GARDINER — The city has paid a former chief operator of the wastewater treatment plant $17,861 to settle his claim that there were safety issues at the plant.

Fred Cyr previously said he took a medical leave of absence on the advice of his doctor because of workplace conditions and stress it was causing him. Safety issues surfaced at the plant in 2009, when vandals apparently began targeting it.

Cyr, hired on Nov. 17, 2008, filed a complaint on Aug. 27, 2010, with the Maine Human Rights Commission, saying he lost his job for reporting alleged unsafe working conditions at the plant.

The commission granted a withdrawal request from Cyr on June 30, according to John Gause, spokesman for the commission. He said the human rights panel never ruled in Cyr’s case before the request for withdrawal. Commission findings are not law but may become grounds for lawsuits.

City Manager Scott Morelli said Cyr’s case has been resolved, but he could not comment further because it is considered a legal matter.

Meantime, former city councilor George Trask submitted a Freedom of Access Act request to the city asking for records of payment made to Cyr by the city this year.

Morelli provided Trask with an outline of legal expenses and wrote in a letter dated Nov. 22 that the city made just one payment to Cyr: $17,861 in June. Morelli declined to say whether the payment was a settlement or wages owed Cyr, but the documents supplied to Trask indicate the amount was recorded on Cyr’s pay history report.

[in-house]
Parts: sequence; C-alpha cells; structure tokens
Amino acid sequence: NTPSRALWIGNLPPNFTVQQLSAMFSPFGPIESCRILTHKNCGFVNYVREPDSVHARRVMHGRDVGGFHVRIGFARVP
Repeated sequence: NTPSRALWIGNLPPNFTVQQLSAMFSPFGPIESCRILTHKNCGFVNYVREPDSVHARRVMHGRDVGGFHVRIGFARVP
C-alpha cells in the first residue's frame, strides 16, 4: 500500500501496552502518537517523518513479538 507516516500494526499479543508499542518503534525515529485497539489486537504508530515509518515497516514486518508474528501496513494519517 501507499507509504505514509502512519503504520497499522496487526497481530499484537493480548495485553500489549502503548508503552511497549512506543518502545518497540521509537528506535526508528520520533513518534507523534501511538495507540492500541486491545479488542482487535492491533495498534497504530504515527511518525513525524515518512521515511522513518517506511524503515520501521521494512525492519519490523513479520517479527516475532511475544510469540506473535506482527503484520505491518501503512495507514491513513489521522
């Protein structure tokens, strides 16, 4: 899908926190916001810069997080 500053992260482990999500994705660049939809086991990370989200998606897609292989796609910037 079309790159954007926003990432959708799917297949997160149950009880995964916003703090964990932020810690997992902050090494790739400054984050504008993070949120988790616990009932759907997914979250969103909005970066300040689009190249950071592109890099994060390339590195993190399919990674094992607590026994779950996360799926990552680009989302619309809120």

“From what I gathered, Fred Cyr was terminated because he wanted to run the plant the way the chief operator should run the plant, but the supervisor didn’t want that,” Trask said Tuesday. “I saw in writing there has been no maintenance (at the plant). The loader hadn’t been serviced since 1983. Fred did all this and kept very, very good records. That’s why he is gone.”

Morelli has said the allegations of unsafe working conditions were trumped up and were simply a way for Cyr and his attorney to get the city to fund a payout.

Maria Fox, Cyr’s attorney, also declined to discuss the case and said, “The matter is resolved. Otherwise, we have no comment.”

Trask said he asked for information about the Cyr case because he wanted to know what it cost taxpayers.

Morelli said the city’s insurance company, Allied World National Assurance Company, covered the legal costs. The city paid $5,000 to Sulloway & Hollis, the legal team assigned to the case by Allied World.

“That was the amount of our deductible,” Morelli wrote in Trask’s letter.

Morelli told Trask that Eaton Peabody, the city’s attorney, did counsel officials on the matter, but the Bangor firm never separated those fees from what it charged for general counsel on other matters.

“So we do not have a total amount spent on the matter prior to it being handed over to insurance legal counsel,” Morelli wrote.

Erik Stumpfel, of Eaton Peabody, said his agency did not spend a lot amount of time on the case.

“I don’t have the impression that it’s been a very expensive matter for our firm,” Stumpfel said. “There weren’t a whole lot of billings for that.”

Mechele Cooper — 621-5663

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